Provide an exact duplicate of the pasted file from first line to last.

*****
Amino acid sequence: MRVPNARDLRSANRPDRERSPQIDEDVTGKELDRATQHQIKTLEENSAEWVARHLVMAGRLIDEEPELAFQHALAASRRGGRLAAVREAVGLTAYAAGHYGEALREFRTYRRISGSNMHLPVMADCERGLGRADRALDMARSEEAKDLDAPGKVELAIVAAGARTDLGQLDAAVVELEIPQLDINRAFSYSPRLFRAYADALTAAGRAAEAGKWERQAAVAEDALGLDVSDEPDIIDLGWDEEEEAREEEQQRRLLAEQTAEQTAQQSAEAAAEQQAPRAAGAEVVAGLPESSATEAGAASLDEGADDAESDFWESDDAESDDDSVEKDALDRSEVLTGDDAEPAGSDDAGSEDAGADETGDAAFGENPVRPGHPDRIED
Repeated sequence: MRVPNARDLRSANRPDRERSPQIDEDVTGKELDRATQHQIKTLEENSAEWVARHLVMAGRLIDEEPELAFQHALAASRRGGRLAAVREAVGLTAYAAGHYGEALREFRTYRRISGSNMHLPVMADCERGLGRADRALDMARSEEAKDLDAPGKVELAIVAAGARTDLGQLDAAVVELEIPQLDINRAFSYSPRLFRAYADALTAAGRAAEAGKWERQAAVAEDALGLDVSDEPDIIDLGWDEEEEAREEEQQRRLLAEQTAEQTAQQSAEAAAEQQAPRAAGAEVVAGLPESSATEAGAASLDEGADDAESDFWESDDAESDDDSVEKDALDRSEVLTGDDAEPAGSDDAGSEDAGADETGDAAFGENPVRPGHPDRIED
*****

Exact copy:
Amino acid sequence: MRVPNARDLRSANRPDRERSPQIDEDVTGKELDRATQHQIKTLEENSAEWVARHLVMAGRLIDEEPELAFQHALAASRRGGRLAAVREAVGLTAYAAGHYGEALREFRTYRRISGSNMHLPVMADCERGLGRADRALDMARSEEAKDLDAPGKVELAIVAAGARTDLGQLDAAVVELEIPQLDINRAFSYSPRLFRAYADALTAAGRAAEAGKWERQAAVAEDALGLDVSDEPDIIDLGWDEEEEAREEEQQRRLLAEQTAEQTAQQSAEAAAEQQAPRAAGAEVVAGLPESSATEAGAASLDEGADDAESDFWESDDAESDDDSVEKDALDRSEVLTGDDAEPAGSDDAGSEDAGADETGDAAFGENPVRPGHPDRIED
Repeated sequence: MRVPNARDLRSANRPDRERSPQIDEDVTGKELDRATQHQIKTLEENSAEWVARHLVMAGRLIDEEPELAFQHALAASRRGGRLAAVREAVGLTAYAAGHYGEALREFRTYRRISGSNMHLPVMADCERGLGRADRALDMARSEEAKDLDAPGKVELAIVAAGARTDLGQLDAAVVELEIPQLDINRAFSYSPRLFRAYADALTAAGRAAEAGKWERQAAVAEDALGLDVSDEPDIIDLGWDEEEEAREEEQQRRLLAEQTAEQTAQQSAEAAAEQQAPRAAGAEVVAGLPESSATEAGAASLDEGADDAESDFWESDDAESDDDSVEKDALDRSEVLTGDDAEPAGSDDAGSEDAGADETGDAAFGENPVRPGHPDRIED